Houses are hard to sell, whereas a large cash balance is much more tempting. Rental income is not 100% reliable and long term it could even fall if the property market takes a dive. As interest rates are low, diversifying into something else makes sense.
    Does he have a job? Did the IFA suggest he starts a pension?
    Originally posted by AnotherJoe
    He does have sporatic periods of employment, 18 months say, and then 6 months to a year not working. The IFA didn't mention a mention AFAIK. The question is perhaps how much can one pay into a pension? More than your gross employment income in that tax year?
    • kidmugsy
    • By kidmugsy 15th Oct 18, 12:17 AM
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    kidmugsy
    • #5
    • 15th Oct 18, 12:17 AM
    • #5
    • 15th Oct 18, 12:17 AM
    An IFA suggested he buy this Prudential Investment Plan:
    https://www.pru.co.uk/investments/investment-products/prudential-investment-plan/
    Originally posted by thrifty_pete
    Not for me, Clive. Though maybe the IFA was influenced by your friend's fear of blowing all the money; then the 5% restriction might impart a bit of discipline.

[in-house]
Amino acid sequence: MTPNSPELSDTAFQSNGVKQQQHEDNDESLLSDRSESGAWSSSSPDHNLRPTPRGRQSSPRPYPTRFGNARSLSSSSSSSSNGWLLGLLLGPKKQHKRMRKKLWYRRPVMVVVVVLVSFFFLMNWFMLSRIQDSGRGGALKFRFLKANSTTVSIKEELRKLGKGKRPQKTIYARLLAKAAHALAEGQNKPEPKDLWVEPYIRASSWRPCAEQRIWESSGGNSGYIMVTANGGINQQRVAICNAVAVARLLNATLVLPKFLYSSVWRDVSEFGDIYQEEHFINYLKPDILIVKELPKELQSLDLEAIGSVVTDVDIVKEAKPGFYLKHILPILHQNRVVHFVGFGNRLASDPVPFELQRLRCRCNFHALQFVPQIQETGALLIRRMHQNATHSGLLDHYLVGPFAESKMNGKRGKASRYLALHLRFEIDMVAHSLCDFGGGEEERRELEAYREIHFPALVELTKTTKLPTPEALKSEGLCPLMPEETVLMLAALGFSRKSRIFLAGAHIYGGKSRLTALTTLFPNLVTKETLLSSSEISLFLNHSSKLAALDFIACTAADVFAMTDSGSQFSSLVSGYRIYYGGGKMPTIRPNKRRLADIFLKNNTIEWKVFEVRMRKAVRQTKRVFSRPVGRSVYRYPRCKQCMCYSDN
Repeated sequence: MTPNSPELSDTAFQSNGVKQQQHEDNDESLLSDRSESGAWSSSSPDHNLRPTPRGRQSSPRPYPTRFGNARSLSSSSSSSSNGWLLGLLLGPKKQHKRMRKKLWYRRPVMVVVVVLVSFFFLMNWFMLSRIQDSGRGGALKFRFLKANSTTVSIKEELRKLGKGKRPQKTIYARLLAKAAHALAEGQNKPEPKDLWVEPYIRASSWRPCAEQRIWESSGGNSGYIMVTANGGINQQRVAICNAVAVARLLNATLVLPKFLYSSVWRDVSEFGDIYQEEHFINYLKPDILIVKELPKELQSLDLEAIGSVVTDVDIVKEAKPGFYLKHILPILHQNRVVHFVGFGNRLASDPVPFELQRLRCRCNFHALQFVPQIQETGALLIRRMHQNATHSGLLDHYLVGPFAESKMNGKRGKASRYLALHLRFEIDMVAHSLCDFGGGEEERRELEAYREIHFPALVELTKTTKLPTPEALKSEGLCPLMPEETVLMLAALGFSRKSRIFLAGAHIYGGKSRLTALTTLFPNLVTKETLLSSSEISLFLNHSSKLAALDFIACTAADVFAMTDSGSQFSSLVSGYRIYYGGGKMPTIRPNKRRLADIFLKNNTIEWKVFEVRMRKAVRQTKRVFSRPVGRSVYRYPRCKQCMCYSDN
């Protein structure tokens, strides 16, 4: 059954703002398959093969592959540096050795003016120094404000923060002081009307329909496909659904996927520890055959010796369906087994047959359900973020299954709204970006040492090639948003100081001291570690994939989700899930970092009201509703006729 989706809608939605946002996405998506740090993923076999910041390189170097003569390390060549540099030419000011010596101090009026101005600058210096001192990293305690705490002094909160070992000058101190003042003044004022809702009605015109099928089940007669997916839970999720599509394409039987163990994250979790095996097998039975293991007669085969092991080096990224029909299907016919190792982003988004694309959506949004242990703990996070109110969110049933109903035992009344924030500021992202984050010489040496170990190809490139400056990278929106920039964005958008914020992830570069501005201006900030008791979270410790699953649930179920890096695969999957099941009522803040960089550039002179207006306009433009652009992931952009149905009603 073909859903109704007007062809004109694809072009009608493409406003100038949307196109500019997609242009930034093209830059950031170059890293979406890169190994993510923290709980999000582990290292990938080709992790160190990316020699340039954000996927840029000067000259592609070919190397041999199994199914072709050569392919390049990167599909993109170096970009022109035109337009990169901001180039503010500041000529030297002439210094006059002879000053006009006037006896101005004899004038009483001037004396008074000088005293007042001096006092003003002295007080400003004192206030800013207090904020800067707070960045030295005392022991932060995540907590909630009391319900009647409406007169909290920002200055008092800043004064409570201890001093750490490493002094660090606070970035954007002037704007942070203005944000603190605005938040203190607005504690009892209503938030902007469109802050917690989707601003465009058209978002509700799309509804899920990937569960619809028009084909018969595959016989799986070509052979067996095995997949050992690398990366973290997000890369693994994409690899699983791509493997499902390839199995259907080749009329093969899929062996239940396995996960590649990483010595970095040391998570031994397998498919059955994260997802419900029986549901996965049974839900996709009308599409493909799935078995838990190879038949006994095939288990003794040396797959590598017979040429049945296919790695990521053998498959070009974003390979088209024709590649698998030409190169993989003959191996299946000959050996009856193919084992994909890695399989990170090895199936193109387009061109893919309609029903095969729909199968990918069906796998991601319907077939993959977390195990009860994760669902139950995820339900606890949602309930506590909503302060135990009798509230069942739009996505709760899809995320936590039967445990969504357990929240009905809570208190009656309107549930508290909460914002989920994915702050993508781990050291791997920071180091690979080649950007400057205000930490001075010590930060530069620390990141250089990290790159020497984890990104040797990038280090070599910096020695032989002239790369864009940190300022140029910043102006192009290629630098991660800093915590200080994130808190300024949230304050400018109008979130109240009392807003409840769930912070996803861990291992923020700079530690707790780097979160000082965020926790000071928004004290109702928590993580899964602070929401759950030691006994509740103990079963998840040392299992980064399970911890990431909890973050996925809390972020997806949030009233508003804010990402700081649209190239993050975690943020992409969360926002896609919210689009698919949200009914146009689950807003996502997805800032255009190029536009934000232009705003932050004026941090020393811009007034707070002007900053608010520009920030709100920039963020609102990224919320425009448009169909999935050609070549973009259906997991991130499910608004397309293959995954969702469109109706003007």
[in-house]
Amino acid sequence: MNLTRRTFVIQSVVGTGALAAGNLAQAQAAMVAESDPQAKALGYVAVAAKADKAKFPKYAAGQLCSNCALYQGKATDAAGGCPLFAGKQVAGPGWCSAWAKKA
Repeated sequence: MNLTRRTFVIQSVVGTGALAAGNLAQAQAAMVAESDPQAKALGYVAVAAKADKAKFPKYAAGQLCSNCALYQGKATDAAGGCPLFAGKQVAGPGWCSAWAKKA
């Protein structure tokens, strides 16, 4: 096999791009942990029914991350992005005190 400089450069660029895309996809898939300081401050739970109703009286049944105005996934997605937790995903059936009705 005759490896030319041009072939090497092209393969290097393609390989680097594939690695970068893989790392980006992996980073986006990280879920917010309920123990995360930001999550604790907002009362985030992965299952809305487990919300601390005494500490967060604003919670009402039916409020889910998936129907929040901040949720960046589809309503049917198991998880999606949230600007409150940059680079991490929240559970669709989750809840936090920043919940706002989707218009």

A friend has inherited a very substantial sum but has very little idea about personal finance. He has no ISAs and no proper pension. He is a higher rate taxpayer as his rental income alone takes his up to the threshold. He has a couple of mortgages on interest only which I've told him to pay off! He has an average wage. He's 40 so his plans might change I suppose. His main aim is to have some secure income in the future, save tax and something which stops him spending it!
    Originally posted by thrifty_pete
    If he expects to stay a higher rate taxpayer he might indeed be wise to clear those mortgages if they are on his BTL properties. The wisdom of clearing a mortgage on owner-occupied housing may not be so clear, except that if he feels that that would help him to avoid wasting the money maybe he should do that too. (First rule of not wasting money - no new cars!)

    He should fill ISAs - Cash ISAs if the markets frighten him at the moment, S&S ISAs once he's had a chance to gather his breath and learn about investing. As a higher rate payer he should also look at buying the max amount of Premium Bonds - 50k, giving him a roughly steady stream of small monthly prizes tax-free, plus the tiny chance of bigger wins.

    Pensions: he should probably fill up to the allowed gross amount = his gross earnings in the tax year. That's EARNINGS, not income. So BTL rents don't count (unless he's running holiday lets).